Mon, 29 Nov 2021 Today's Paper

Last Girl: An impossible tale of survival

17 February 2021 04:53 am - 0     - {{hitsCtrl.values.hits}}

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‘Last Girl: My Story of Captivity and My Fight Against the Islamic State’ by Nadia Murad (co-written with Jenna Krajeski) is no ordinary book. The story of a 21-year-old from Iraq’s Yezidi minority captured by Islamic State (ISIS) members in mid-2014, is the most harrowing biography I have ever read. This modern tale of horror, the repulsive result of religious extremism and depravity has now been translated into Sinhala by Rohana Wettasinghe as ‘Gini Gath Sanda.’


Nadia Murad, winner of the 2018 Nobel Peace Prize and the UN Goodwill Ambassador for the Dignity of Survivors of Human Trafficking, was barely 21 when her village in Iraq’s northern Sinjar region was captured by ISIS during its lightning advance which gave them control of 56,000 sq km of Iraqi territory containing 4.5 million people. 
For sheer brutality towards captives, civilian or military, ISIS remains unsurpassed in modern history, rivalled only by the Nazis. But the Islamic State did one thing even the Nazis did not think of – they came with an official agenda of using women captives as sex slaves, to be sold and exchanged at will. While Lord Russell of Liverpool in his comprehensive study of Nazi war crimes, ‘The Scourge of the Swastika’ details individual cases of rape and abuse of women in the concentration camps and occupied territories of Eastern Europe (where the Jews and Slavic peoples were considered to be sub human, or untermenschen), the Nazis did not approve of sexual contact of the ‘master race’ with their supposed inferiors. 

"Nadia Murad, winner of the 2018 Nobel Peace Prize and the UN Goodwill Ambassador for the Dignity of Survivors of Human Trafficking, was barely 21 when her village in Iraq’s northern Sinjar region was captured by ISIS"


The ISIS had no such worries. As hated ‘heretics’, the Yezidi minority of northern Iraq had faced persecution from majority Muslim neighbours over the centuries. The Yezidi faith is a mixture of Islam, Judaism and pre-Islamic non-monotheistic faiths. But they managed to survive even under the brutal reign of Saddam Hussein (Nadia Murad mentions 73 attempts to destroy the Yezidis before the 2014 ISIS conquest). The Islamic State’s lightning advance took the Yezidis, a poor rural community, by surprise, and many of them naively thought they would be left alone while the newly arrived black clad warriors moved on to greater conquests elsewhere.


They were utterly wrong. Ethnic cleansing of the Yezidis and other minorities, including Assyrian Christians, Turkmen Shi’a, Shabak Shi’a, Kakai and Sabean Mandaeans began soon after August 2014. The Yezidis were abandoned by the Kurdish Peshmerga militia which had promised them protection. In a mass killing in the village of Kocho, Nadia’s mother and six brothers were killed by ISIS members along with almost all the males of Kocho.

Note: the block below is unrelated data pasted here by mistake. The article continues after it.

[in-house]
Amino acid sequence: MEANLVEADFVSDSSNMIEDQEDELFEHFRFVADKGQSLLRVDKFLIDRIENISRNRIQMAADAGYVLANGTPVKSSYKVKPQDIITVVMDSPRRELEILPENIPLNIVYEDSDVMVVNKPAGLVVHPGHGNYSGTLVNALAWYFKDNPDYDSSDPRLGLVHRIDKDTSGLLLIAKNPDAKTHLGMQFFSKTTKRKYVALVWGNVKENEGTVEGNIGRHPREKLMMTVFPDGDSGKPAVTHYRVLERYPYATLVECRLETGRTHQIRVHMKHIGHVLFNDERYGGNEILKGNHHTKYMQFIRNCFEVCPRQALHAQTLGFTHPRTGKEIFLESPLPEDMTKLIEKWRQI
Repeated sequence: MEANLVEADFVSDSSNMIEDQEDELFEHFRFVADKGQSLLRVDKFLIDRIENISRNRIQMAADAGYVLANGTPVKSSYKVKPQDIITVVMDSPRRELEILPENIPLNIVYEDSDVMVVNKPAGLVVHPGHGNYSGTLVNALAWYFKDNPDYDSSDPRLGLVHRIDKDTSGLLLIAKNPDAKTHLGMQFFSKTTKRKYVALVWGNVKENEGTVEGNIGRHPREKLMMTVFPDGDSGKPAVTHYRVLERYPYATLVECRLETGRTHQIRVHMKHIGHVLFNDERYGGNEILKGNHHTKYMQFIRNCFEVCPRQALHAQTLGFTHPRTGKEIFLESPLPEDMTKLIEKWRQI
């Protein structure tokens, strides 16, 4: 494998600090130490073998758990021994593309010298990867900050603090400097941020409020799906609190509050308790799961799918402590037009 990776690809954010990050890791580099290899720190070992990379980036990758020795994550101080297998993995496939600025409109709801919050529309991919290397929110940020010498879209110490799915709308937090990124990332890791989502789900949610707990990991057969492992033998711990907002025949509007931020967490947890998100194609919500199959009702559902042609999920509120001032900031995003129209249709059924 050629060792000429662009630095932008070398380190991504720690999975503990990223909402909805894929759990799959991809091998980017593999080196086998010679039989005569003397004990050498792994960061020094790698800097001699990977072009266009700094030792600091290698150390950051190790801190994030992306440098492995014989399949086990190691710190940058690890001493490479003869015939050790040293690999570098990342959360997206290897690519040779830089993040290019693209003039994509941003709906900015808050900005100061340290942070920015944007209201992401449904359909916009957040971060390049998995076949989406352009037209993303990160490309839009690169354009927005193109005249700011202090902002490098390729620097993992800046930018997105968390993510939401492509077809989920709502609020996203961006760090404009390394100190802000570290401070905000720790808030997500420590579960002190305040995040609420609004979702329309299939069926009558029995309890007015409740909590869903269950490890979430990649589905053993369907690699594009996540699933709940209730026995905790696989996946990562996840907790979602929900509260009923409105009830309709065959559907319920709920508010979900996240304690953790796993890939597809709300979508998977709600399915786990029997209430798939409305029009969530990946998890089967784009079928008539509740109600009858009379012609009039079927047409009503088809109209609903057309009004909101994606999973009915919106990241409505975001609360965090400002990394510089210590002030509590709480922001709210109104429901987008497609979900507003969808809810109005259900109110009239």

All younger women including teenage girls were taken to cities such as Mosul, where they were forced to convert to Islam and then sold by auction to ISIS members. Realising that her new master was going to be a huge, brutish ISIS member called Salwan, she pleads with an aged cleric called Hajji Salman to take her instead.

"The Yezidis were abandoned by the Kurdish Peshmerga militia which had promised them protection. In a mass killing in the village of Kocho, Nadia’s mother and six brothers were killed by ISIS members along with almost all the males of Kocho"

He does, and the following chapters are hard to read. When she attempts escape, he whips her and lets his guards rape her. We now think of the grimmest chapters of history, such as the massacre of Armenians by Turkey after World War I and the Nazi atrocities, as past events which cannot happen again.  But history repeats itself – as it did in Rwanda, Bosnia and most recently in Iraq under ISIS. This is the point that Nadia Murad makes again and again – that civilization is just a veneer. 


Even without war, criminals and psychopaths all over the world commit unspeakable acts against the innocent. But the Islamic State introduced a new dimension to such aberrations. Sex slavery was an official agenda. According to their doctrine, heretics such as the Yezidis were less than human. To be acceptable, they had to convert to Islam, or die. But that wasn’t the end of the story. They remained slaves even after conversion, which gave them a ‘market value’ for sex slavery.


But this twisting of existing doctrines is common to extremists of all faiths, not just that of radical Islam. It’s just that the Islamic State had an unparalleled run in northern Iraq to put their twisted theories into practice for three long years. Let no one forget that genesis of ISIS can be traced back to the Soviet invasion of Afghanistan, followed by the nurturing of Islamic militancy as a weapon of cold war by the United States and its ally Pakistan. All these international power players and their dirty political games have a direct link with what happened to Nadia Murad and thousands of young women like her.

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